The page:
David Gabriel

David Gabriel
David Gabriel

Actor David Gabriel is performing in “Broadway out of the Blue”, a new musical comedy review currently playing at BLUE-Greek on Granite in Ashland. David is also preparing for his as John Adams in “1776” at the New Camelot Theatre in Talent. We chatted about acting at Ashland’s Boulevard Coffee.

DG: Acting always seemed to me as a means to an end because I write songs and musicals. In order to learn about the musical genre, what better way to do it, but from the inside? I came at it as a singer, and learned acting as I went along.

EH: You’ve played some dark characters. How do you access those personalities?

DG: We’ve all experienced a lot of different people in our lives. We all have within us the potential for the qualities of all those characters. It’s just a matter of being permeable and knowing that we are all capable of all of that.

EH: Do you like to audition?

DG: Actually I do. If I can get to the place where I realize, “You’re either what they’re looking for, or you’re not. Who knows where this is going to go? But, you’re going to have fun doing it.” Then I’ve had a lot more success getting roles. When we’re in fear, when we’re constrained, constricted, or tight, it’s hard for the natural personality to come out.

EH: Why is acting such an adventure?

DG: It’s meeting the challenge of the present moment. To be present in a scene with other actors is an amazing gift. There is such a call to consciousness. To access those parts of ourselves that we don’t ordinarily access, has given me opportunities for new experiences.

When you are part of a cast, the confidence and sense of togetherness that you have is a pretty amazing thing. I always liken it to the kind of camaraderie and loyalty that comes up when people are in a battle situation, because on stage you really have to depend on one another. It’s very much an interdependent sort of thing. There can be a lot of closeness engendered. You get close in a short period of time. If all the actors don’t bring their energy, focus and intention, then all hope is lost.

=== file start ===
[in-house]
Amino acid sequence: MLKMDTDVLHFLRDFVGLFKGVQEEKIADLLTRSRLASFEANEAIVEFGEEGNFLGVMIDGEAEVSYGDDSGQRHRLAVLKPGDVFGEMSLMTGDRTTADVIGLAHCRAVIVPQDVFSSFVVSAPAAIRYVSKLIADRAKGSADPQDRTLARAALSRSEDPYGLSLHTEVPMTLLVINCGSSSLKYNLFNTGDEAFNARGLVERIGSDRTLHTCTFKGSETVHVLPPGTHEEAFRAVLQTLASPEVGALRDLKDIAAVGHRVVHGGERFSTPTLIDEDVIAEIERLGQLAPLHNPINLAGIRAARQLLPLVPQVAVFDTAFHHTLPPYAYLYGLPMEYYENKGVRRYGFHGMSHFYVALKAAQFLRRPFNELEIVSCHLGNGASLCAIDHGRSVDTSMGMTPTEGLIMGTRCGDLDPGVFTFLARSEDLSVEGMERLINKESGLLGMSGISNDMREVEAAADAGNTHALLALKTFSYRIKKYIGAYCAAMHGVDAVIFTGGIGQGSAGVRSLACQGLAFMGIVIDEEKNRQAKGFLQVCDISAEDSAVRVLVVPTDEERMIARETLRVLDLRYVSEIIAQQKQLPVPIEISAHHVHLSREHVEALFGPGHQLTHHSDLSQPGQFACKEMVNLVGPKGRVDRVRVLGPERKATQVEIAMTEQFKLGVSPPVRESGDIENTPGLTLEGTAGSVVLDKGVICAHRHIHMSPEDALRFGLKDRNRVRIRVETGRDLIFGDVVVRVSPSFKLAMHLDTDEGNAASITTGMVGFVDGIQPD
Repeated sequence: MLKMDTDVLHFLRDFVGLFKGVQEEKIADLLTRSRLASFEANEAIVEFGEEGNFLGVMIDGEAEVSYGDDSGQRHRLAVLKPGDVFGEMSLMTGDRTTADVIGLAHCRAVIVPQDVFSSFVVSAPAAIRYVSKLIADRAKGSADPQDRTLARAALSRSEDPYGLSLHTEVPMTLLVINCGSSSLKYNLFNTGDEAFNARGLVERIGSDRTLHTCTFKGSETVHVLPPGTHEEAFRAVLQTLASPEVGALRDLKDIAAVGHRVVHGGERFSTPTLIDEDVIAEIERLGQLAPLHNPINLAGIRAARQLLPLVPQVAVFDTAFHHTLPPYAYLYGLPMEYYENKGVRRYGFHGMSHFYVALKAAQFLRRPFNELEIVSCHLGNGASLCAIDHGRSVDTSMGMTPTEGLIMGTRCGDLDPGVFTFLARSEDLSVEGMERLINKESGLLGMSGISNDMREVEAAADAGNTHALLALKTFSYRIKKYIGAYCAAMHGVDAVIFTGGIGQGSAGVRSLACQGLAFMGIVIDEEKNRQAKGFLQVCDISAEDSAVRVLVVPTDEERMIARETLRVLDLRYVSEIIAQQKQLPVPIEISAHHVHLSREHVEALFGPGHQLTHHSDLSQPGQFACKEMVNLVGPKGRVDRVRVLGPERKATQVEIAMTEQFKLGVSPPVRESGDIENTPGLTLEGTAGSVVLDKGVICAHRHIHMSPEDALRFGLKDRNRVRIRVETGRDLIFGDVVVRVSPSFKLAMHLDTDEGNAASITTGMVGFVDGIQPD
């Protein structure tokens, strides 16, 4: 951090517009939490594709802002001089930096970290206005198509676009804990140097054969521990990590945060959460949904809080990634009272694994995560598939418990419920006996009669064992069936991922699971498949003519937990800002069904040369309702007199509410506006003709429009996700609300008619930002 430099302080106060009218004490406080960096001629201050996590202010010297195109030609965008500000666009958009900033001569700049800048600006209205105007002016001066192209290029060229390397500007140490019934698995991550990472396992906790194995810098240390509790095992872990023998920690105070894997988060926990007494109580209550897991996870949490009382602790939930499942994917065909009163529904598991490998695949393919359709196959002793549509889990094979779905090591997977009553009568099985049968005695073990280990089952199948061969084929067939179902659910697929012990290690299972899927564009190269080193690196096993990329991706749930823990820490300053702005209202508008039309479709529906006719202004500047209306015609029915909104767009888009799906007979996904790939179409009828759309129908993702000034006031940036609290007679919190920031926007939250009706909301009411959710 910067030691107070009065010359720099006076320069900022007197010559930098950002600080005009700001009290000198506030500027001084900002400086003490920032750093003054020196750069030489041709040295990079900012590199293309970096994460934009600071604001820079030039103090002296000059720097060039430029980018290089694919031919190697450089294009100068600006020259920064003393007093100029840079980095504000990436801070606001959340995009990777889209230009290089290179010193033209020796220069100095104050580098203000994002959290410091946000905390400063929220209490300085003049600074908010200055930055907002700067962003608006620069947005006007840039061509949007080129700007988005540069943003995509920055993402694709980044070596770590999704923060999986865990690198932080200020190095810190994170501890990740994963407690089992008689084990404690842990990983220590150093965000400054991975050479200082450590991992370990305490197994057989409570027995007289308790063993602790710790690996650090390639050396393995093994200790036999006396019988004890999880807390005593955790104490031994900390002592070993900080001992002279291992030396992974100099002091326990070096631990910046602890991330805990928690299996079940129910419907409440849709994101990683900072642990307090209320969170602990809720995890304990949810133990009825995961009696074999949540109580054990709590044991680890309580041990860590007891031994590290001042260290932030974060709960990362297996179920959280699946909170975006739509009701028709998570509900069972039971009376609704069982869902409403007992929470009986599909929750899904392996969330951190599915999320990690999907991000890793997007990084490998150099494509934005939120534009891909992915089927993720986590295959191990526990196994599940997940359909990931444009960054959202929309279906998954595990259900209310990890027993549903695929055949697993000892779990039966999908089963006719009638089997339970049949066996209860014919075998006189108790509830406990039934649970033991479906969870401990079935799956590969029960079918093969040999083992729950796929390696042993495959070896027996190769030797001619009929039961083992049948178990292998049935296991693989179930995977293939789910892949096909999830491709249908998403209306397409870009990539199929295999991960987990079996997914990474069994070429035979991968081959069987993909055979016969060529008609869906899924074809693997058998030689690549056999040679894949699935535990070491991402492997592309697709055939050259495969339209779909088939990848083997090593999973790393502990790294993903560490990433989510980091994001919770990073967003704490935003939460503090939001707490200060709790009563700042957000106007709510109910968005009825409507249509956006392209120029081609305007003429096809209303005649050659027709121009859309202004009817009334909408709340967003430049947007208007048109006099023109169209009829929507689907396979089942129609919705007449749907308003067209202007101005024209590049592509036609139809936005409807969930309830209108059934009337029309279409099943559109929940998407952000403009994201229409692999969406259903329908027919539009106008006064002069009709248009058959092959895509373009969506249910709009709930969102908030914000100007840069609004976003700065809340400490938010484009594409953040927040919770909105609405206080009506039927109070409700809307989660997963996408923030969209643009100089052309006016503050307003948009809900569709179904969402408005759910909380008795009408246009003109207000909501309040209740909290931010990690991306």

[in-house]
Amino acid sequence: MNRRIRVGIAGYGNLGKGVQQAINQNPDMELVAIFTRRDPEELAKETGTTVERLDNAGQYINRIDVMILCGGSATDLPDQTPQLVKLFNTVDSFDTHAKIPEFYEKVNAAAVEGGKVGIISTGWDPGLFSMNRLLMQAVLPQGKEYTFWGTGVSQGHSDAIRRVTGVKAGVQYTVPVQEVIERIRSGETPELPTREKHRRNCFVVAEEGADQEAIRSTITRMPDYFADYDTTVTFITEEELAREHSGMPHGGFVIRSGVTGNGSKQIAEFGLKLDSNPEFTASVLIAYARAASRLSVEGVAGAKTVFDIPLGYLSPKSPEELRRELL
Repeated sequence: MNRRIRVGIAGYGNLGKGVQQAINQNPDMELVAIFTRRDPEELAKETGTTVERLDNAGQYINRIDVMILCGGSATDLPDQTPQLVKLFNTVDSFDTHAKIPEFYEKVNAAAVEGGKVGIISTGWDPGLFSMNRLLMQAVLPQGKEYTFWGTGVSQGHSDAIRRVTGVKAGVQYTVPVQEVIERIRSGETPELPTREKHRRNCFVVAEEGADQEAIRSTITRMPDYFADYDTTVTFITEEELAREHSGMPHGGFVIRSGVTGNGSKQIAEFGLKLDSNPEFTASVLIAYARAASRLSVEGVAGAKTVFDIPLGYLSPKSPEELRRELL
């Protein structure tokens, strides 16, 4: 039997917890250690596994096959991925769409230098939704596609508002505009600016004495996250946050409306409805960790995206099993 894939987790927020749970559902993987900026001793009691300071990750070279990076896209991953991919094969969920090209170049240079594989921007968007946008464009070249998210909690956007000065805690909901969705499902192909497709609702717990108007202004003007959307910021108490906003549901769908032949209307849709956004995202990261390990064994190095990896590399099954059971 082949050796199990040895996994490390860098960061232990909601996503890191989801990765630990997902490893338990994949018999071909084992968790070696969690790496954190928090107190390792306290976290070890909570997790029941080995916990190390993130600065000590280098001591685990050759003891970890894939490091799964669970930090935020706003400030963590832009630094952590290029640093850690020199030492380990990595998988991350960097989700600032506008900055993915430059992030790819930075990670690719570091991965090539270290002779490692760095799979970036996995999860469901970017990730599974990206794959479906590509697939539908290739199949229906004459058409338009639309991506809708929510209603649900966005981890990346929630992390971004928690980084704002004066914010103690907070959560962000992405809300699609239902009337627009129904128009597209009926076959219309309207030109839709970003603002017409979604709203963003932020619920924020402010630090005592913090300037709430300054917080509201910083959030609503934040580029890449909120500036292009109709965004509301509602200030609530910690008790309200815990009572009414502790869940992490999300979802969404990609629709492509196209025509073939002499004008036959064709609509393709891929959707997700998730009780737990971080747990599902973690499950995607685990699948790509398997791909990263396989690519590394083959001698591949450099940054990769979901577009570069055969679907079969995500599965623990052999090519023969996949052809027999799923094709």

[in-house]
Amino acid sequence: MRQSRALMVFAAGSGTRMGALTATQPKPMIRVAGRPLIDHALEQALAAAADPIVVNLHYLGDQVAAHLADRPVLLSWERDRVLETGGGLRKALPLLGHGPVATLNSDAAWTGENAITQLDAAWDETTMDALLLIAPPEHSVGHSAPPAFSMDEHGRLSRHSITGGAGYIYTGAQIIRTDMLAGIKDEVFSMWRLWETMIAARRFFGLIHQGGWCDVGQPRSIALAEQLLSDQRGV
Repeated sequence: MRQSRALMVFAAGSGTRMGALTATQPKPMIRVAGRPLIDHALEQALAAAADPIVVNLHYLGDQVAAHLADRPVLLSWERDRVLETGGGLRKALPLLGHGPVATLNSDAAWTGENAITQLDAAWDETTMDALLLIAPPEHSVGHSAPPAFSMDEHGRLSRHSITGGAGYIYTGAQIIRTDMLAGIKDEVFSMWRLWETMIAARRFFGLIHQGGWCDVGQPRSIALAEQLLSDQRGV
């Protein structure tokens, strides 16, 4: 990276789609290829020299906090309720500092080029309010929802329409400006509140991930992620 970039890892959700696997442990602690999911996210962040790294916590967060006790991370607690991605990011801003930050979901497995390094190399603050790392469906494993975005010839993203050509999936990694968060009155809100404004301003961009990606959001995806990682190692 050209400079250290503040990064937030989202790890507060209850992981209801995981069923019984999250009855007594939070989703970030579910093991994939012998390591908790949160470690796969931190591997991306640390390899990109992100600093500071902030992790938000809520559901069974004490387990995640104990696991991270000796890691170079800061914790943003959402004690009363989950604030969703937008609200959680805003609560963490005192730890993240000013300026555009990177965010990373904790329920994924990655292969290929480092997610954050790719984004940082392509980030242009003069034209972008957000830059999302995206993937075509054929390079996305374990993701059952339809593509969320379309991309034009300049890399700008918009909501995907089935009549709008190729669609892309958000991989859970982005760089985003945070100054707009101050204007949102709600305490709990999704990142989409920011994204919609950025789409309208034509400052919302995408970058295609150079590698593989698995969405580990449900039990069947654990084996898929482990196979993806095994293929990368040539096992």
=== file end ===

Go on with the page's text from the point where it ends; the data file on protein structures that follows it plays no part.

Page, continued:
EH: What is the appeal to theater audiences?

DG: Ever since people began communicating, we’ve been about stories that show us who we are and where we’ve been. The stories that are told live, on the stage, impart worlds. There’s the actual exchange of energy that we can’t get from any other medium. There’s some form of emotional or spiritual feeding that’s going on. We feed each other with these stories and embolden and inspire each other. It’s all our perception. Because it’s live, because we are about giving energy, because our senses are tapped-in, in the same way that we would be tapped-in in the forest, hearing the birds, and smelling the trees, there’s more sensory input.

There have been long periods where I’ve purposefully tried to forget myself as a performer. Life is really awful when I do that. There’s a part of me that doesn’t really feel alive. I always come back to it, because there’s a certain life, joy and expression. We’re all here to discover our voice and our talents and try to give them to the world, because all we have to give is who we are.

To access “Broadway out of the Blue” at BLUE — Greek on Granite in Ashland, visit: bluegreekongranite.com. Call: (541) 708-5150 for reservations and information.

“1776”, plays June 20 – July 22 at the New Camelot Theatre in Talent. For information and reservations, call: 541-535-5250.

Evalyn Hansen is a writer and director living in Ashland. She trained as an actor at the American Conservatory Theatre and is a founding member of San Francisco’s Magic Theatre.

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